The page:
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Beginners Start Here / FAQ (Frequently Asked Questions)

Everyone agrees that, in the right ownership, a Staffordshire Bull Terrier is a wonderful family pet.

Naturally, it is our utmost hope that everyone finds that a Staffordshire Bull Terrier is a suitable pet and that you and it experience many happy and fulfilling years together.

However, this is the real world; and circumstances dictate that for a variety of reasons this is not always possible.

At the Downlands Staffordshire Bull Terrier Club, we firmly believe that prospective owners should consider owning a Stafford with all the facts in their possession, rather than let anyone make a mistake that both owner and pet end up regretting.  We have a responsibility to Dogs and owners worldwide to tell the whole truth.

The purpose of this page is to attempt to furnish potential owners with sufficient information, and to give advice to those new to Staffords, as well as those with experience and an open mind receptive to the ideas of others.

Should anyone have any further questions or queries, or ideas that they feel would improve this facility, or wish to offer advice, please get in touch with us at faq@downlands.org.uk.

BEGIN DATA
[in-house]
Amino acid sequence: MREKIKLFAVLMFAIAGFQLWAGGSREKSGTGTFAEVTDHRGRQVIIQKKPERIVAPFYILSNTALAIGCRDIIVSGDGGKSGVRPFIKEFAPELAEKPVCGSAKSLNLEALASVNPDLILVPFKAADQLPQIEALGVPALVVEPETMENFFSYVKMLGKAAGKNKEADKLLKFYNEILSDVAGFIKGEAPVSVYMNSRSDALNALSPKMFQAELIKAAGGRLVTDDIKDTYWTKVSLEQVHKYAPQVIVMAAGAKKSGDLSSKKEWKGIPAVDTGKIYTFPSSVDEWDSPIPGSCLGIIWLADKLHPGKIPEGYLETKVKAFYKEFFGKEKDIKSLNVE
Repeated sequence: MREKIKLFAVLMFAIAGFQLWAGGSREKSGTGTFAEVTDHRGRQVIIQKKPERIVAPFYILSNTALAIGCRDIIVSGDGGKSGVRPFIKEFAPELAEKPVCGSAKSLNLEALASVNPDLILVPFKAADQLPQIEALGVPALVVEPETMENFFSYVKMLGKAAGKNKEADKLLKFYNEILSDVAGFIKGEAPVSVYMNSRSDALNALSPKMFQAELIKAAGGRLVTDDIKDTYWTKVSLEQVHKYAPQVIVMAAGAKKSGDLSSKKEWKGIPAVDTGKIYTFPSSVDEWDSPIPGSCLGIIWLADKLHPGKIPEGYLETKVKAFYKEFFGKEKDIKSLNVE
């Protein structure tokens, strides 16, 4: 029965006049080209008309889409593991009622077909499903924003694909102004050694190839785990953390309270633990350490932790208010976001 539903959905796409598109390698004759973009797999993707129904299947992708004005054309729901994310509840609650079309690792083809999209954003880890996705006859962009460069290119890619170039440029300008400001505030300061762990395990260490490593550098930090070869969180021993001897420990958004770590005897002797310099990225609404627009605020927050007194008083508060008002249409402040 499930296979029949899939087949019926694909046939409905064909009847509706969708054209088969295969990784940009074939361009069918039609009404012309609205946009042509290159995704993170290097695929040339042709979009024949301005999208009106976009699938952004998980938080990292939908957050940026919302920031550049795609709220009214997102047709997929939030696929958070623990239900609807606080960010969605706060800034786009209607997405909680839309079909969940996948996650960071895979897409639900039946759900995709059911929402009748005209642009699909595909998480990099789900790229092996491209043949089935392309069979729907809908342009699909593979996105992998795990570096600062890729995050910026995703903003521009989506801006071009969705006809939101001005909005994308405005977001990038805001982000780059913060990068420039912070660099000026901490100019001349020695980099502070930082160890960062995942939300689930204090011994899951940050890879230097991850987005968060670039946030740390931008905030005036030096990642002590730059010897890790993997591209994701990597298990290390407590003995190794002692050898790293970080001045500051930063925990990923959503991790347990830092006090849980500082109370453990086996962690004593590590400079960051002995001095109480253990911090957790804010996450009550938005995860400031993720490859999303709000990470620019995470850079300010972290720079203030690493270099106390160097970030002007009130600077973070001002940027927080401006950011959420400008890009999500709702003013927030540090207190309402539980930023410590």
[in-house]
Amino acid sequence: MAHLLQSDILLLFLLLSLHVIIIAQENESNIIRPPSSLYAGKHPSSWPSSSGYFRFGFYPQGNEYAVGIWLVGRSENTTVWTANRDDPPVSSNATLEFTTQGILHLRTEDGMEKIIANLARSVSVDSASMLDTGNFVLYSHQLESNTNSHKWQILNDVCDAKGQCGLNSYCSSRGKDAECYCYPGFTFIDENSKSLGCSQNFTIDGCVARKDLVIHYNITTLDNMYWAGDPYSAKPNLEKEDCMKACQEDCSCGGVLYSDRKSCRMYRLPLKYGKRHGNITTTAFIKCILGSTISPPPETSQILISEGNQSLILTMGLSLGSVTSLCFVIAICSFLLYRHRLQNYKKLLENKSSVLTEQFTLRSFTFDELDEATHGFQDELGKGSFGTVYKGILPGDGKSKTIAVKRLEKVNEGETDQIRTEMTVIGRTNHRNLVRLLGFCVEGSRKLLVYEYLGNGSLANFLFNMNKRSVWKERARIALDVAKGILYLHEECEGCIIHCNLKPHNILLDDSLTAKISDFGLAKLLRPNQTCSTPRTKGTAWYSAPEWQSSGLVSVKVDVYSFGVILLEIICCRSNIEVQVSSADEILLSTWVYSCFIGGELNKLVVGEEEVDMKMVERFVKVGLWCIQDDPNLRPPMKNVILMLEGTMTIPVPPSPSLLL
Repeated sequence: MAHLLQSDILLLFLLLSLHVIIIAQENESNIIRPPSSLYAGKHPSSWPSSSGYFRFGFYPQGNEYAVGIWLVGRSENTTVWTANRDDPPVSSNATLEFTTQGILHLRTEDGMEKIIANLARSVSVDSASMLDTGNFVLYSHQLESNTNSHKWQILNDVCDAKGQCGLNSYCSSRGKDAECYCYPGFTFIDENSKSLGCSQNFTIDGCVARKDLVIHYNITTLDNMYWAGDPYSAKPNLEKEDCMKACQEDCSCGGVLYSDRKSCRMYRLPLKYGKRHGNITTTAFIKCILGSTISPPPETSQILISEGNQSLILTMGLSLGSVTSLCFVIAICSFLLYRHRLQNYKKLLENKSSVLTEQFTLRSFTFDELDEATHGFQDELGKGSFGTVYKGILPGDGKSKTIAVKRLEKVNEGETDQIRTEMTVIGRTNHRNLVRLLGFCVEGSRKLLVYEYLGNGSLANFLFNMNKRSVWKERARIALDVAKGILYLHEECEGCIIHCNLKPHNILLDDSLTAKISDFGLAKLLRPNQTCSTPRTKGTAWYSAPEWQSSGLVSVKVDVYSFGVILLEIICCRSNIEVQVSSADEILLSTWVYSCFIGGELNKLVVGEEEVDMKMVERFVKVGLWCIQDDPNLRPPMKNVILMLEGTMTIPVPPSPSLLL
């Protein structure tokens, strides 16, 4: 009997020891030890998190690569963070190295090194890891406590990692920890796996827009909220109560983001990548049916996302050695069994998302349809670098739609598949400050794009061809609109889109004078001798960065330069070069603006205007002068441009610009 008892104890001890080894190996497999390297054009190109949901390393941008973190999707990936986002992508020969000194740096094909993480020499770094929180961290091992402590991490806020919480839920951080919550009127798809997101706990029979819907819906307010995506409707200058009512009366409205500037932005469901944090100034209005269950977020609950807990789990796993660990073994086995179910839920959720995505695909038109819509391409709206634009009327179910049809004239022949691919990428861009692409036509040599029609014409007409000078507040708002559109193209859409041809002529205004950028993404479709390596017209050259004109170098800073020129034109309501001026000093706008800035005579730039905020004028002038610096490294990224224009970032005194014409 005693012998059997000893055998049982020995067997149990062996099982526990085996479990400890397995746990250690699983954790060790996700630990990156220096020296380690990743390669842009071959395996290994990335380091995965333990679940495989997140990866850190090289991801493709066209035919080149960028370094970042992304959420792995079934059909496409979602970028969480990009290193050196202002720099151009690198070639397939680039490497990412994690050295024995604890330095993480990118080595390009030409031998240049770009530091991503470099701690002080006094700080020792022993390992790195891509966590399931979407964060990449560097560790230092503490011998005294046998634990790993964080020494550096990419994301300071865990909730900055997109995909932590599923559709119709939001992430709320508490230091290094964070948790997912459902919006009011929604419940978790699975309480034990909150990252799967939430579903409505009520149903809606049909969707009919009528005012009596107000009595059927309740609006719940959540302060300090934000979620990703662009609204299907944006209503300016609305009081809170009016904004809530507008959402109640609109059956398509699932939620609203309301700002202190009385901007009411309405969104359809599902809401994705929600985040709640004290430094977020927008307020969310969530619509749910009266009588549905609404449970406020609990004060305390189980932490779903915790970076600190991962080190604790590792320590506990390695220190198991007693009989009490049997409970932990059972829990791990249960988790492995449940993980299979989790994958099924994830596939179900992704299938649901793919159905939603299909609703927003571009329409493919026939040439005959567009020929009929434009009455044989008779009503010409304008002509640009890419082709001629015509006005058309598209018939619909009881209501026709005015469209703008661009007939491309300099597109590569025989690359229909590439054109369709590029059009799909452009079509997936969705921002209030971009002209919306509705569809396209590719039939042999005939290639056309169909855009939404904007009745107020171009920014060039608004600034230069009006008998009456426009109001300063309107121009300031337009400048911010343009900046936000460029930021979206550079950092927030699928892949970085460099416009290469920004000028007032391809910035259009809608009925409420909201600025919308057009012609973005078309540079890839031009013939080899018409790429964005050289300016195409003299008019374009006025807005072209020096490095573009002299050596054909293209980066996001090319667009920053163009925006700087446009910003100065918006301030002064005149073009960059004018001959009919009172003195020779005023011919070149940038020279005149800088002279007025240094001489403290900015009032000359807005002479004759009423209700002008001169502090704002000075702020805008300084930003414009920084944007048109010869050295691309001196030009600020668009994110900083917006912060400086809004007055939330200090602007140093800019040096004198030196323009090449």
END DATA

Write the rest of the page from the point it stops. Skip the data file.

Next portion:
You may also like to read the SBT Breed Council's guidelines - click here.

Thanks to Marlene Serwinek and Mark Phillips for giving us the idea for this page.

Do Staffords shed much?

Are Staffords easy to train?

Will Staffords chase other animals?

Are Staffords prone to many inherent health problems?

Do Staffords require much exercise?

Do Staffords fight with other dogs?

Are Staffords easy to handle?

Where can I get a Stafford?

Please could you comment on the breeder and/or the breeding of.......

How much does a Stafford Cost?

What should I feed my Stafford?

What colour is my Stafford?

What if it doesn't work out?


Do Staffords shed much?

Staffords are short-haired and so do not shed very much at all.  Bear in mind, though, that a white dog's hairs will show up against a dark background whatever you do, so if this is likely to be an issue for you then go for a darker coloured dog.  Conversely, if you have a nice white three piece suite and your favourite clothes are all white, then a lighter coloured - i.e. white - dog is the logical choice for you. 

Are Staffords easy to train?

Staffords are a very intelligent dog and do try to please; however the more of them are kept together the more difficult training becomes, but a single puppy shouldn't be too much trouble at all.  At all times keep your expectations "in the real world".  It may take six months before your puppy is house-trained, so don't expect it to be clean overnight from the moment you get it home.  It may be two or three years before you manage to break the habit of it chewing or nipping sleeves, you may wave goodbye to some of your furniture or clothes.  Staffords are no worse and no better than other dogs when it comes to this.  You may be lucky, and you may not.